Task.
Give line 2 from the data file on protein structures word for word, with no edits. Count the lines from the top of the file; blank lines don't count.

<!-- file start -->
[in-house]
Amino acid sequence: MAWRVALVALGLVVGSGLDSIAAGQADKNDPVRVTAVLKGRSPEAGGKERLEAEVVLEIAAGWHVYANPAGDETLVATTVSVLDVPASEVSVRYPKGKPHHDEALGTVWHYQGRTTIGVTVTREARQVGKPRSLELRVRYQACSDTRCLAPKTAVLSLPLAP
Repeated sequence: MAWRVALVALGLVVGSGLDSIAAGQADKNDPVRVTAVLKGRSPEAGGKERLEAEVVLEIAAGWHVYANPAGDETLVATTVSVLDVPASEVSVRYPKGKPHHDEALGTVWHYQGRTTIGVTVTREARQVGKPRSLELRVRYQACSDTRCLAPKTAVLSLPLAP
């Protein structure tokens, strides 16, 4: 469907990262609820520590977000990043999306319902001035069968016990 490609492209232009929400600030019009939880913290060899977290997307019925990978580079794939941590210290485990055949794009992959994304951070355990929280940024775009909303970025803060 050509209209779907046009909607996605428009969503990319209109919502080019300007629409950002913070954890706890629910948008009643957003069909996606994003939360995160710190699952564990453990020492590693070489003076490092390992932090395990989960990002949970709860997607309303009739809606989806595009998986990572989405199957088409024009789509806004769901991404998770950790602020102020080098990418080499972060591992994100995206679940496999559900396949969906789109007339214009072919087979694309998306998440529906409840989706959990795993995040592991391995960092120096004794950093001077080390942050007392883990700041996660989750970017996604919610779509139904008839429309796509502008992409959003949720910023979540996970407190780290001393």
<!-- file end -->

Amino acid sequence: MAWRVALVALGLVVGSGLDSIAAGQADKNDPVRVTAVLKGRSPEAGGKERLEAEVVLEIAAGWHVYANPAGDETLVATTVSVLDVPASEVSVRYPKGKPHHDEALGTVWHYQGRTTIGVTVTREARQVGKPRSLELRVRYQACSDTRCLAPKTAVLSLPLAP